Anyway, I learned a lot today, including how to deal with frustrations and bitchy neuro doctors (srsly though). I also spent a large part of the day secretly watching our poor boy’s mother, because really really how agonizing is it to be 300 miles away from your son and find out that he’s fallen on his head and he’s in an emergency room about to go to surgery. And you thought he was just leaving for a weekend to look at university design and architecture programs. Some days your heart hurts more than your feet.
- I got to the ICU and was told that my nurse was being floated. So I floated with her to the cardiac unit.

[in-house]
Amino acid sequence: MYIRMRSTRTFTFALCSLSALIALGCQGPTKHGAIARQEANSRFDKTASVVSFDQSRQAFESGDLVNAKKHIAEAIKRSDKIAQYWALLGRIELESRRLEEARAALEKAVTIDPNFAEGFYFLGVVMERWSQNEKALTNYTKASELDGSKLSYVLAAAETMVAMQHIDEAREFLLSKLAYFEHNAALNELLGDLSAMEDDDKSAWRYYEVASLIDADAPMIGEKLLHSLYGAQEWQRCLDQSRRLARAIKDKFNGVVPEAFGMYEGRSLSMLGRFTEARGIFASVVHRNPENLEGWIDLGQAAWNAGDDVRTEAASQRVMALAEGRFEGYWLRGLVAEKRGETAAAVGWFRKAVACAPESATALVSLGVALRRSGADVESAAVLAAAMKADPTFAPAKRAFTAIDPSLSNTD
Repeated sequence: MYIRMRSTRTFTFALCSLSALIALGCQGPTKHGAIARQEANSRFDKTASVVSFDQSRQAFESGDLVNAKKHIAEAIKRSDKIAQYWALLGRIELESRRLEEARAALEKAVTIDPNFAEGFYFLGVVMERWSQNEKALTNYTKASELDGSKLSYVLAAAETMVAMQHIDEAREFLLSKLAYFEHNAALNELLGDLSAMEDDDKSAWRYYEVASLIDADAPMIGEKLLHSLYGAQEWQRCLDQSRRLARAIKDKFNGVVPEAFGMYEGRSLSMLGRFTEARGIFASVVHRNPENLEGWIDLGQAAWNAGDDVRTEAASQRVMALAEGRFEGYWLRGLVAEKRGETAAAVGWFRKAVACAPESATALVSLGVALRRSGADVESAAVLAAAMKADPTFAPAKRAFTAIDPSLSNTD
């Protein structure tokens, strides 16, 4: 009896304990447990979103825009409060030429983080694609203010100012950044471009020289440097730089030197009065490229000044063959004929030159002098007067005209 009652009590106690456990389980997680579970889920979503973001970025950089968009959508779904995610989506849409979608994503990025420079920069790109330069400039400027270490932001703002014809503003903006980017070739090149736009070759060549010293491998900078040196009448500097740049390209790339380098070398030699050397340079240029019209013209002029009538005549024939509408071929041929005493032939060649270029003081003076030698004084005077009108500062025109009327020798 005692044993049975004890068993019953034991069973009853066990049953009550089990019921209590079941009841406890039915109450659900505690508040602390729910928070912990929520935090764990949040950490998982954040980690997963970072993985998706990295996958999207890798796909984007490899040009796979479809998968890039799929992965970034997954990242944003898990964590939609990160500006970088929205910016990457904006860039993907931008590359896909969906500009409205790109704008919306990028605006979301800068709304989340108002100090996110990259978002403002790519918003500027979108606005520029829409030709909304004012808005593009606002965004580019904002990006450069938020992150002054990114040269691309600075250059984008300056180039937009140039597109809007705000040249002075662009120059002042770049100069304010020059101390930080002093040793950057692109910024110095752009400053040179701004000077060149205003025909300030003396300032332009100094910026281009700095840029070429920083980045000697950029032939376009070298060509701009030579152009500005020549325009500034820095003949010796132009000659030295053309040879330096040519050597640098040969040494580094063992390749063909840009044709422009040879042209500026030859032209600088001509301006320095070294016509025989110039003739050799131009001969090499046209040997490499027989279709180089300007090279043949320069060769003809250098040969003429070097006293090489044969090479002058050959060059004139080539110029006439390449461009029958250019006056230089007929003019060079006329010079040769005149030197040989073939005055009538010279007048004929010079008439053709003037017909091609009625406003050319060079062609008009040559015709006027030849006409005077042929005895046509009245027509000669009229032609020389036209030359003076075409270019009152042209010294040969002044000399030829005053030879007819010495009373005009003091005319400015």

- One of our patients was a 101-year-old lady. She was our healthiest.
- She was in for pancytopenia. Other than that, she was completely alert and oriented, walking and talking.
- I helped her walk to the bathroom. When I asked her if she needed help in there, she was like, “No! I’ve been doing this for a hundred years!”
- When I was putting lip balm on her lips she puckered up and made kissy noises. OMG such a fantastic old lady.
- Also her 60-year-old son came to visit and he is also the nicest.
- I felt like an idiot many times, especially during the first half of the day. Especially when I spilled 2ml of dilaudid all over the med room. Uuugghhhh vials are slippery little assholes.
- I got three slaps on the back from the Australian nurse who reminded me of Steve Irwin. He was thanking me for doing all of his q2hr blood glucose checks. SLAPS ON THE BACK. Like I was one of the boys or something. I was trying to be cool and said, “Of course, no problem!” but inside I was screaming.